Dear Editors of the Reed College Quest,
I am one of the sources for the recently-published article on vulnerabilities related to the Reed ID system. The Information Security department sent out an email in an apparent attempt to address the issue before the Quest could release their story; however, it is very misleading and even flat-out inaccurate in many claims. Below is a line-by-line breakdown of the email and its issues.
September 28, 2023
Dear Reed community,
I’m writing to provide an update on a cybersecurity issue addressed by Reed IT last spring.
Although many issues were known about, none of them being discussed in this email were “addressed” in any way. I have seen no evidence that IT took any substantial steps to mitigate the issues until the Quest reached out earlier in September.
In April, one of our IT student workers discovered unique ID numbers displayed within the URL string of a directory web search within IRIS.
This is accurate, however I have heard that Reed Computer Science Students discovered the issue independently of the student worker.
With a directory ID number and the purchase of a swipe device (similar to what is used for hotel key cards), one can leverage this information to clone a Reed ID so long as they also have the IT programming skills, access to unique ID numbers, and access to additional swipe cards to clone.
By “a directory ID number,” this is referring to just knowing your own ID number, not some piece of internal information. The “swipe device” is readily available on Amazon for $90.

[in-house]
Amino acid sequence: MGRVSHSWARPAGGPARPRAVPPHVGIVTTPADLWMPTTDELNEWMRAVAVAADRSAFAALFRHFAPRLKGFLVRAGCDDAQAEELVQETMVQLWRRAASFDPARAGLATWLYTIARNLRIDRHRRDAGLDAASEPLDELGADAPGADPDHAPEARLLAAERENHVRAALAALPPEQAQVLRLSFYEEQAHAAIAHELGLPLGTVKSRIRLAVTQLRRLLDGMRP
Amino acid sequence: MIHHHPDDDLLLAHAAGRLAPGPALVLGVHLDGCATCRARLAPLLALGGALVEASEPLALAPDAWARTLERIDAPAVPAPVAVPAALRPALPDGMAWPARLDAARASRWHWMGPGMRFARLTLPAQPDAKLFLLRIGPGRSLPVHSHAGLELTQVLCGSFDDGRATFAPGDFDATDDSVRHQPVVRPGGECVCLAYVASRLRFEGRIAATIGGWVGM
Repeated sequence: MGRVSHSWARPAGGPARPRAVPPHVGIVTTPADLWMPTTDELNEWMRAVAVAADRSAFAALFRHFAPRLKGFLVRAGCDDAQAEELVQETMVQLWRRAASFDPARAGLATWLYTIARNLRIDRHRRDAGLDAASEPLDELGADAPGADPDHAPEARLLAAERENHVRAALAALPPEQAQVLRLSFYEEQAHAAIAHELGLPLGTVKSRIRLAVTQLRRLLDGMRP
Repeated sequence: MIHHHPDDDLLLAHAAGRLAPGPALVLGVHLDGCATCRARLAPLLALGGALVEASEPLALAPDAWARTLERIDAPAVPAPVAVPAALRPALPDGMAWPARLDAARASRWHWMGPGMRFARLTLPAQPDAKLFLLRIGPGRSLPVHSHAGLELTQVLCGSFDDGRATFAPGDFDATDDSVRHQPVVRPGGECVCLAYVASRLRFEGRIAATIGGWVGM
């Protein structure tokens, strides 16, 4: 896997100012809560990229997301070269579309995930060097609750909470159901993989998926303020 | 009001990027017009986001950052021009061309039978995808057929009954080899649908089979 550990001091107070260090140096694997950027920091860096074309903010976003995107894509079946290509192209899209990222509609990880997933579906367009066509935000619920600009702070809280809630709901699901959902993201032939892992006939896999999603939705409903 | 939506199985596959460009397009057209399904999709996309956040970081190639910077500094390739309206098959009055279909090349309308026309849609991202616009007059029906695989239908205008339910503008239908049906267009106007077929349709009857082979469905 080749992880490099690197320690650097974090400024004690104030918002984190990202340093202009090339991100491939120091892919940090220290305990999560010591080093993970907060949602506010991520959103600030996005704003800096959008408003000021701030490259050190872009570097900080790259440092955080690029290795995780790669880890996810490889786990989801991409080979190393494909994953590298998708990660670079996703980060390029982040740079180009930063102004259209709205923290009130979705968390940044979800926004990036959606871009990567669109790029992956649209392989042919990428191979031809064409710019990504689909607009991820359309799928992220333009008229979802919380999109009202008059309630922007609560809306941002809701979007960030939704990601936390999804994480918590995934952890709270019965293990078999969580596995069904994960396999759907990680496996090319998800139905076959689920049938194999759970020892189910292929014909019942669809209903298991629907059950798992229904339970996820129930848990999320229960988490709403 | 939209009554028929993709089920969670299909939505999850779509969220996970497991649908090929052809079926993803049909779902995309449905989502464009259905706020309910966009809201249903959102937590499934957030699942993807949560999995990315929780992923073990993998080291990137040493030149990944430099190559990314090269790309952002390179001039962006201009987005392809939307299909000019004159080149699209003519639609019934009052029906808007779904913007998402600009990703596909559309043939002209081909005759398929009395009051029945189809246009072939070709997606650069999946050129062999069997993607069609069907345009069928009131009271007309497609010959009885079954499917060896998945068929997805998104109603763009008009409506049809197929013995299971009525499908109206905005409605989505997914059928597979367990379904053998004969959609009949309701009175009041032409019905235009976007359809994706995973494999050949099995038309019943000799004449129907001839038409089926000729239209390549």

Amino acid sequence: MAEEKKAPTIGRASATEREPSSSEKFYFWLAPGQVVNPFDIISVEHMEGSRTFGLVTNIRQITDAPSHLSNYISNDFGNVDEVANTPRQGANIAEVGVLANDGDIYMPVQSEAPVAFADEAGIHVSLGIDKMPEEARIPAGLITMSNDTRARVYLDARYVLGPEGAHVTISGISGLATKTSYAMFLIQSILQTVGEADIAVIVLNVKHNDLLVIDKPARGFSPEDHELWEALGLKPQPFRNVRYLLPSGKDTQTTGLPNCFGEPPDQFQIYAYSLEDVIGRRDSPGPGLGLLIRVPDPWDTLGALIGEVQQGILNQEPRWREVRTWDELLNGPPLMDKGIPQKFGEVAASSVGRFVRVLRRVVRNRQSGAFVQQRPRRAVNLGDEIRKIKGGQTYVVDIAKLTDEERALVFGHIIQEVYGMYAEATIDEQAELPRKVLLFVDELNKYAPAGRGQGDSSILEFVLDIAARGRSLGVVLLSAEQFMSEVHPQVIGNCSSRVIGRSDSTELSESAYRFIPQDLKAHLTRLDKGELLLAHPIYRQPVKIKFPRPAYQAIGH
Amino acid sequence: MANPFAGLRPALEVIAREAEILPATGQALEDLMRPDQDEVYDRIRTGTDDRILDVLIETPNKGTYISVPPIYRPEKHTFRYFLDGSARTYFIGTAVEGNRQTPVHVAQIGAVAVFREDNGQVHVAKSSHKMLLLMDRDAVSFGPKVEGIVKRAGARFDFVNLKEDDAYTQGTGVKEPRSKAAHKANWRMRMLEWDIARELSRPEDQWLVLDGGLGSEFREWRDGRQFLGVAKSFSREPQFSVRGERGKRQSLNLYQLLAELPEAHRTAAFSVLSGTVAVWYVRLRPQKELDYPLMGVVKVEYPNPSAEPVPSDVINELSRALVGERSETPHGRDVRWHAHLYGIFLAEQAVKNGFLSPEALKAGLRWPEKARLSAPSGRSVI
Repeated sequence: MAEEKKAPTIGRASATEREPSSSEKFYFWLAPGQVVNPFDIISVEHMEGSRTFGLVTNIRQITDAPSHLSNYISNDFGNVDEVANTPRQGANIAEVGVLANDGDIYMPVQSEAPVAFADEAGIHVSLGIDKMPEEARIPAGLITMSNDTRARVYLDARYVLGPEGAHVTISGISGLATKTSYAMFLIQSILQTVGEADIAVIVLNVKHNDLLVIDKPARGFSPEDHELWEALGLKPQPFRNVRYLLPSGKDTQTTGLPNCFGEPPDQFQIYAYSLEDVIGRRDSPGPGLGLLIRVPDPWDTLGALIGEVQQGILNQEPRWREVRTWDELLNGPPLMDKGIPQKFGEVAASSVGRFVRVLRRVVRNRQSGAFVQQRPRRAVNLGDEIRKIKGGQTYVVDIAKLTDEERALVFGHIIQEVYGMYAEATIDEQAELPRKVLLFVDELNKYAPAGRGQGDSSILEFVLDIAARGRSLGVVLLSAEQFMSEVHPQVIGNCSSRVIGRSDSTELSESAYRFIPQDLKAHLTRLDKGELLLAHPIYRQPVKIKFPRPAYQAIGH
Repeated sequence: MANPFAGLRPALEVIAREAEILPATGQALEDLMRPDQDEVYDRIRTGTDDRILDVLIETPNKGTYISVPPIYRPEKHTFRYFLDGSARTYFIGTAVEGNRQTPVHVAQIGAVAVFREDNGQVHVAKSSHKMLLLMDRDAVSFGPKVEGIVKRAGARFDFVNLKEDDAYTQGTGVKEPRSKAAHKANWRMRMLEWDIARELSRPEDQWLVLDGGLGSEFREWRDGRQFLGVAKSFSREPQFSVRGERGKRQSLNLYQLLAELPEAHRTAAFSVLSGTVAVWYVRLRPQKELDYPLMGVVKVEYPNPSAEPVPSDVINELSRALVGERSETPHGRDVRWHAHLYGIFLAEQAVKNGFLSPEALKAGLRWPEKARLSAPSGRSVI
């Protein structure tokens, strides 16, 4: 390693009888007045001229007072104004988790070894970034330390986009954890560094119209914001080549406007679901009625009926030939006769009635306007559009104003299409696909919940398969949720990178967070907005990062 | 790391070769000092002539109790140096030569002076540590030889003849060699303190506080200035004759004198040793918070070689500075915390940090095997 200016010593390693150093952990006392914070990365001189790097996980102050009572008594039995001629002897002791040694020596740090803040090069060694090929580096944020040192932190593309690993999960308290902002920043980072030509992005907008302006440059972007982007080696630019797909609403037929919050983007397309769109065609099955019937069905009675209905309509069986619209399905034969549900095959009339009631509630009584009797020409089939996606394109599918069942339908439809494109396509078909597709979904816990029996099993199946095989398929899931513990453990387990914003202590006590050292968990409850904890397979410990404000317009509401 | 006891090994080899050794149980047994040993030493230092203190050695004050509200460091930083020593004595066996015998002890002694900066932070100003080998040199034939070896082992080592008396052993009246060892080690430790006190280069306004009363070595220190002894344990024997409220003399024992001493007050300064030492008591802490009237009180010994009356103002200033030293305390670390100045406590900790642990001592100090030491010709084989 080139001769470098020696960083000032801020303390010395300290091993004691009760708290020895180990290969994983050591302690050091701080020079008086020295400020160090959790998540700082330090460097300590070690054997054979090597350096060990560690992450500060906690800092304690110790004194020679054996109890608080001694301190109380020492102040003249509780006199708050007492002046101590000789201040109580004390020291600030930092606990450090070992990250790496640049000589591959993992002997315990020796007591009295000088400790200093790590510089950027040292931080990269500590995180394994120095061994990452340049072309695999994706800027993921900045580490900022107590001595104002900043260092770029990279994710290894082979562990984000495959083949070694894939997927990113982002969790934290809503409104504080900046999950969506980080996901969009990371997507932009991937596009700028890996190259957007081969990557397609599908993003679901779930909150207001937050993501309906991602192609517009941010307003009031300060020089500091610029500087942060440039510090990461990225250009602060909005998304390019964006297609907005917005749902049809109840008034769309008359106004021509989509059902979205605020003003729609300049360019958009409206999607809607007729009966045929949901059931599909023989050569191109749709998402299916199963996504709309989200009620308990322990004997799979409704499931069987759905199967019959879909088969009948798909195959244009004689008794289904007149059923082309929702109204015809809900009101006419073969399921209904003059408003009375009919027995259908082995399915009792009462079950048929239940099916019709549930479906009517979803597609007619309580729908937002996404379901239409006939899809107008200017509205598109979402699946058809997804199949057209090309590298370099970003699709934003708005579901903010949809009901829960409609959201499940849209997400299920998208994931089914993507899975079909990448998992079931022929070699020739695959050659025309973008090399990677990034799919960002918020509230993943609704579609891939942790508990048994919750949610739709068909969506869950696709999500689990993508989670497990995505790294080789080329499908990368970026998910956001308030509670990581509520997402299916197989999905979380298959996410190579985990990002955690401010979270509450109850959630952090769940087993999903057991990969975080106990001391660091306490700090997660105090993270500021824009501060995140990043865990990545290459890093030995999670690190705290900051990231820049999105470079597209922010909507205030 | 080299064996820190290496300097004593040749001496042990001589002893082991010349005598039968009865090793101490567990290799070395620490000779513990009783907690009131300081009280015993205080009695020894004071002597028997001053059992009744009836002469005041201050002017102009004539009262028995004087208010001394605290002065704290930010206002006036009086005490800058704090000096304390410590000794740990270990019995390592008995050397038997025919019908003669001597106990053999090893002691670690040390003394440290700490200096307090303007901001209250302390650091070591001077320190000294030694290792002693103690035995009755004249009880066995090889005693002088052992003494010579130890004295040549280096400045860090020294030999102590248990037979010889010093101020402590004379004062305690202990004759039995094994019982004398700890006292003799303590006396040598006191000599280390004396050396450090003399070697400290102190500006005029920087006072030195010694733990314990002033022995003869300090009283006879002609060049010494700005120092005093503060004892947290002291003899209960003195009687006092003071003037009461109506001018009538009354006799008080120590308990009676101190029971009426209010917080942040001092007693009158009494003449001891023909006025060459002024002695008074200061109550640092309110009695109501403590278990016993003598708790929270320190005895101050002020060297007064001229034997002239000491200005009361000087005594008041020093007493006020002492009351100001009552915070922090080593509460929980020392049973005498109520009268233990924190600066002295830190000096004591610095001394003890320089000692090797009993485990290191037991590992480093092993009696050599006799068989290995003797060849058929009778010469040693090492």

And to be clear, you do not need any “IT programming skills” to abuse this vulnerability. You can write a card using the software that comes with the card writer, and you don’t need to write any code to access the ID numbers on IRIS.
It’s unclear what is being referred to “access to unique ID numbers” – a large part of the vulnerability was that you can get staff, faculty, students or alumni’s ID from IRIS, so knowing an ID number isn’t a prerequisite to cloning someone’s card.
We have addressed this vulnerability, and no one’s personal identity was compromised or is at risk.
This issue was not fixed. The ID cards still use the same format, where if you know someone’s Reed ID number you can create a clone of a swipe card. To fully fix this, IT would have to re-issue all magnetic stripe cards, which clearly has not happened.
Some parts of the IRIS vulnerability were fixed, but there still exist some endpoints, which are discoverable with a very basic knowledge of web development, which can still provide the same data as the original directory vulnerability.
Claiming that “no one’s personal identity was compromised” doesn’t make sense — we know that, for many months, a CSV file containing names, values easily convertible to a Reed ID number, and department/student status was accessible by visiting a simple URL and was downloaded by students. This file exists on multiple peoples’ hard drives.
Recently, we were also informed that a secondary vulnerability was discovered related to the mag swipe data on Reed ID’s that can be re-engineered using a known algorithm. We are coordinating a plan of action to address this issue.